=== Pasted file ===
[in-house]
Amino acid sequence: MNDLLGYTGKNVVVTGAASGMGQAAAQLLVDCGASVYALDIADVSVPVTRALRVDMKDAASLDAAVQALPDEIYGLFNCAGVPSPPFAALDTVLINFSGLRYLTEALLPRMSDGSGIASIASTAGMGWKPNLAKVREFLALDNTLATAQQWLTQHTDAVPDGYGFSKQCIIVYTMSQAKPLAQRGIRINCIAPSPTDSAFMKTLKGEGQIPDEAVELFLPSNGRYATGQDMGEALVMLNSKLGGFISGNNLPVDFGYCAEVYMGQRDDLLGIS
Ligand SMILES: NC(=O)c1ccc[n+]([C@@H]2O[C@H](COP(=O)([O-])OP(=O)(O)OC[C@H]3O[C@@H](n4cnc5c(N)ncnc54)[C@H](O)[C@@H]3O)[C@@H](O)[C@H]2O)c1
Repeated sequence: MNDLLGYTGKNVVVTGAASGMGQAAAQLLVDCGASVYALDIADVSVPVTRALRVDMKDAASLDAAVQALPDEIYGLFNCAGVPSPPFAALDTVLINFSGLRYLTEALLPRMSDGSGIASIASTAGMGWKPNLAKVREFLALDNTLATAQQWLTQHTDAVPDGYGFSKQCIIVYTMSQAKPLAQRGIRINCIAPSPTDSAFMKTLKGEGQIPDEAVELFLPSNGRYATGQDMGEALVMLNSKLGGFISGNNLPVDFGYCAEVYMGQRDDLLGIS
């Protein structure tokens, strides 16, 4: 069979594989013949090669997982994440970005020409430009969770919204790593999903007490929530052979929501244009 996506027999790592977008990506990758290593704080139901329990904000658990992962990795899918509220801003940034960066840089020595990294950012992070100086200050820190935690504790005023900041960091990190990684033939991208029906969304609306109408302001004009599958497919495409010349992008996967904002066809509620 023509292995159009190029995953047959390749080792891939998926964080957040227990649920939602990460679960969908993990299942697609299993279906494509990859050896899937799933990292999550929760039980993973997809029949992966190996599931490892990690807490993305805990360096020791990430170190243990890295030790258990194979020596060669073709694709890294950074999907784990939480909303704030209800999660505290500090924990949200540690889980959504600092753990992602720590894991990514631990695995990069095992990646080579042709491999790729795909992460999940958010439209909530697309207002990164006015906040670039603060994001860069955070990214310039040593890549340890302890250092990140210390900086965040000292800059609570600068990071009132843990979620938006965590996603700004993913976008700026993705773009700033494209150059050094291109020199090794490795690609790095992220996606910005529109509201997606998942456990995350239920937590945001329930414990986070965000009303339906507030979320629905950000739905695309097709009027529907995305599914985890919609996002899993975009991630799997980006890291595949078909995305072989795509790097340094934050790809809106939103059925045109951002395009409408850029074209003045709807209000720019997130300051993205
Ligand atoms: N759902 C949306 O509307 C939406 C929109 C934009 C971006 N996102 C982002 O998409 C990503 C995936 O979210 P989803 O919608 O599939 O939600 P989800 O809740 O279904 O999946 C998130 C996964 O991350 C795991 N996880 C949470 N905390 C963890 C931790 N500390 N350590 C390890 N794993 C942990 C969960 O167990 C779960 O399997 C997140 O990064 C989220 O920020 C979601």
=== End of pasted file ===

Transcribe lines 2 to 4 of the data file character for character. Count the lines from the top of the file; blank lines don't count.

Amino acid sequence: MNDLLGYTGKNVVVTGAASGMGQAAAQLLVDCGASVYALDIADVSVPVTRALRVDMKDAASLDAAVQALPDEIYGLFNCAGVPSPPFAALDTVLINFSGLRYLTEALLPRMSDGSGIASIASTAGMGWKPNLAKVREFLALDNTLATAQQWLTQHTDAVPDGYGFSKQCIIVYTMSQAKPLAQRGIRINCIAPSPTDSAFMKTLKGEGQIPDEAVELFLPSNGRYATGQDMGEALVMLNSKLGGFISGNNLPVDFGYCAEVYMGQRDDLLGIS
Ligand SMILES: NC(=O)c1ccc[n+]([C@@H]2O[C@H](COP(=O)([O-])OP(=O)(O)OC[C@H]3O[C@@H](n4cnc5c(N)ncnc54)[C@H](O)[C@@H]3O)[C@@H](O)[C@H]2O)c1
Repeated sequence: MNDLLGYTGKNVVVTGAASGMGQAAAQLLVDCGASVYALDIADVSVPVTRALRVDMKDAASLDAAVQALPDEIYGLFNCAGVPSPPFAALDTVLINFSGLRYLTEALLPRMSDGSGIASIASTAGMGWKPNLAKVREFLALDNTLATAQQWLTQHTDAVPDGYGFSKQCIIVYTMSQAKPLAQRGIRINCIAPSPTDSAFMKTLKGEGQIPDEAVELFLPSNGRYATGQDMGEALVMLNSKLGGFISGNNLPVDFGYCAEVYMGQRDDLLGIS